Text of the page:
I am that annoyingly pretentious arsehole who reads out soppy poetry to you while you are trying to watch masterchef on a Saturday evening. Most nights I will ask my boyfriend the question I am sure that he dreads each day. ‘Do you want to hear a great poem’? He momentarily lifts his head from his phone and resists the urge to roll his weary eyes. Resignedly he nearly always surrenders to listen despite having little to no interest in poems and considering them to be the equivalent of an ambiguous foreign language. Occasionally and I mean VERY occasionally I will find one that actually resonates with him and that is the best feeling ever. To me the written word is just the most magical thing. I live to inspire others to read and to write and to appreciate the impact that language can have. I get it, poetry isn’t for everyone. I am not here to change your mind, only to open it to the possibility that you MIGHT find something to love about this art form. Below are five poets that deserve a chance even if you remain convinced that poetry is for middle aged white men or GCSE students.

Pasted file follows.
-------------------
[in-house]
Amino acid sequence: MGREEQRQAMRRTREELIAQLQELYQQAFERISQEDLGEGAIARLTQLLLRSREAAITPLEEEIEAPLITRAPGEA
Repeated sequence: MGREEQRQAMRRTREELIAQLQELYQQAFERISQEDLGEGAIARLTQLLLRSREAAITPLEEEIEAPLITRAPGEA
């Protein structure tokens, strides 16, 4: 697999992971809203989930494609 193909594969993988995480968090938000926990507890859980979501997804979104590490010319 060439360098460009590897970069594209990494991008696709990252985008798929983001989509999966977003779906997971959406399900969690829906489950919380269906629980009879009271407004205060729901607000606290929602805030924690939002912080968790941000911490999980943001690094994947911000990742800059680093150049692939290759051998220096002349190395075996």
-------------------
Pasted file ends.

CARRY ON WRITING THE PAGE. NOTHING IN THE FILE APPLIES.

Dean Atta is bloody cool. He is a seriously talented, nationally acclaimed poet and performer. He was listed by The Independent newspaper as one of the most influential LGBT people in the UK, his work focusing on gender, identity, race and growing up. His first verse novel, The Black Flamingo is a work of art. It follows Michael, a young mix raced, gay teen growing up in central London. We venture with him on a profound and vibrant journey of self-discovery and acceptance.


Rupi Kaur is a poet that needs no introduction. She is unbelievably talented, she wrote and self-punished her first collection Milk and Honey by the time she was 21!!!! Her collections are focus on love, loss, trauma, healing, feminism and migration.


Charley Cox is funny, brave and brilliant. Her work is totally heartfelt, relatable and has that incredibly and enviable power of making her readers feel less alone. She writes about growing up and focuses on the formative experiences for young women including themes like love, heartbreak, confusion and anxiety.


A golden oldie. No poetry page would be complete without a spot of E.E Cummings. This guy wrote an astounding 2,900 poems and is regarded as one of Americas most important poets of the 20th century. His poems are, of course quite traditional but they do have a modern twist and he really was ahead of his time.


Romantic, bohemian and super unique, Christopher Poindexter gives me ALL the feels. He considers himself an observer of human connection and is able to perfectly articulate all that grit and glory that companies being human through his work. His poems are hauntingly beautiful.

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